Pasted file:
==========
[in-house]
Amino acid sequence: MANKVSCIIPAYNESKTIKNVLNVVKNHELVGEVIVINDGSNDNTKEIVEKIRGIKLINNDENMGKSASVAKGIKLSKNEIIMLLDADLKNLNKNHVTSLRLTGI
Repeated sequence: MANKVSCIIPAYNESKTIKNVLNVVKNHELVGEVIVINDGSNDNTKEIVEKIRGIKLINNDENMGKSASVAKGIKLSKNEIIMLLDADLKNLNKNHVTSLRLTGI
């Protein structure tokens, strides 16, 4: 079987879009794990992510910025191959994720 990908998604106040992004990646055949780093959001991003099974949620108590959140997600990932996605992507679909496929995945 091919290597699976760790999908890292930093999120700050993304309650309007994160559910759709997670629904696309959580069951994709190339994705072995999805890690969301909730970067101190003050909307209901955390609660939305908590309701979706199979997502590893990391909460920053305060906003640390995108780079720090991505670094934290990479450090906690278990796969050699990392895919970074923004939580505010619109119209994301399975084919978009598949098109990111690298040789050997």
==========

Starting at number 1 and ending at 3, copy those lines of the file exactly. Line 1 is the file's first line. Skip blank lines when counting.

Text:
[in-house]
Amino acid sequence: MANKVSCIIPAYNESKTIKNVLNVVKNHELVGEVIVINDGSNDNTKEIVEKIRGIKLINNDENMGKSASVAKGIKLSKNEIIMLLDADLKNLNKNHVTSLRLTGI
Repeated sequence: MANKVSCIIPAYNESKTIKNVLNVVKNHELVGEVIVINDGSNDNTKEIVEKIRGIKLINNDENMGKSASVAKGIKLSKNEIIMLLDADLKNLNKNHVTSLRLTGI